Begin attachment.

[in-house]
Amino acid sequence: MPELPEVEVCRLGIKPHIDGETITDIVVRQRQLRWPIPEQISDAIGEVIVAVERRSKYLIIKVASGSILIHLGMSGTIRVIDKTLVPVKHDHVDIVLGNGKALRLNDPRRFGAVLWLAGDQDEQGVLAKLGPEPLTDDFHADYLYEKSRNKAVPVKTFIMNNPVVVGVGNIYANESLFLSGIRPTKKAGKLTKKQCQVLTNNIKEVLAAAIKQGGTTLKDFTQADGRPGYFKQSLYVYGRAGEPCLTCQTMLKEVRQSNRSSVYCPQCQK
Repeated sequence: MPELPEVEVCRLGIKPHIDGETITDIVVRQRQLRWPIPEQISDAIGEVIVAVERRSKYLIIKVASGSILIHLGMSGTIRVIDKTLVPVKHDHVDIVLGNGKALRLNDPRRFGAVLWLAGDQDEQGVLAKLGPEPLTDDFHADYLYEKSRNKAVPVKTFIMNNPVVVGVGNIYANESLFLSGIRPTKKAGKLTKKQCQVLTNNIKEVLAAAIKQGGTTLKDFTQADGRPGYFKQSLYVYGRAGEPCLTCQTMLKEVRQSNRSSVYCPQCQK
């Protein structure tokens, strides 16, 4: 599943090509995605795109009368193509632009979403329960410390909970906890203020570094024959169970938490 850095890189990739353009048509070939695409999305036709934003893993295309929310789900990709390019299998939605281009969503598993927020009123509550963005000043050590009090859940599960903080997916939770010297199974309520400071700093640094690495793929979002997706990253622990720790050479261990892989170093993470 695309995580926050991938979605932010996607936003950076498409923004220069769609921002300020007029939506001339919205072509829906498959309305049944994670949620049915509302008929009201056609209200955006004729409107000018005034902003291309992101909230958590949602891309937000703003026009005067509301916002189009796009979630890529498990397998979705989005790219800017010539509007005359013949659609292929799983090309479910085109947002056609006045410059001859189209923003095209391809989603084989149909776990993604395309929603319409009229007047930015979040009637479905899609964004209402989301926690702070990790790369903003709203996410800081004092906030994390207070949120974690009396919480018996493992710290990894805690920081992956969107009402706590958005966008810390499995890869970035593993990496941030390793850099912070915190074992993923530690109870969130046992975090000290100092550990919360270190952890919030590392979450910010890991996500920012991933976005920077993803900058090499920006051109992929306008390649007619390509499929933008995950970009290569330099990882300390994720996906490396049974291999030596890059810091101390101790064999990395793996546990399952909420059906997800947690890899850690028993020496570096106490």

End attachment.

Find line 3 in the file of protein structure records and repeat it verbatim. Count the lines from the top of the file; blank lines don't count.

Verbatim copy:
Repeated sequence: MPELPEVEVCRLGIKPHIDGETITDIVVRQRQLRWPIPEQISDAIGEVIVAVERRSKYLIIKVASGSILIHLGMSGTIRVIDKTLVPVKHDHVDIVLGNGKALRLNDPRRFGAVLWLAGDQDEQGVLAKLGPEPLTDDFHADYLYEKSRNKAVPVKTFIMNNPVVVGVGNIYANESLFLSGIRPTKKAGKLTKKQCQVLTNNIKEVLAAAIKQGGTTLKDFTQADGRPGYFKQSLYVYGRAGEPCLTCQTMLKEVRQSNRSSVYCPQCQK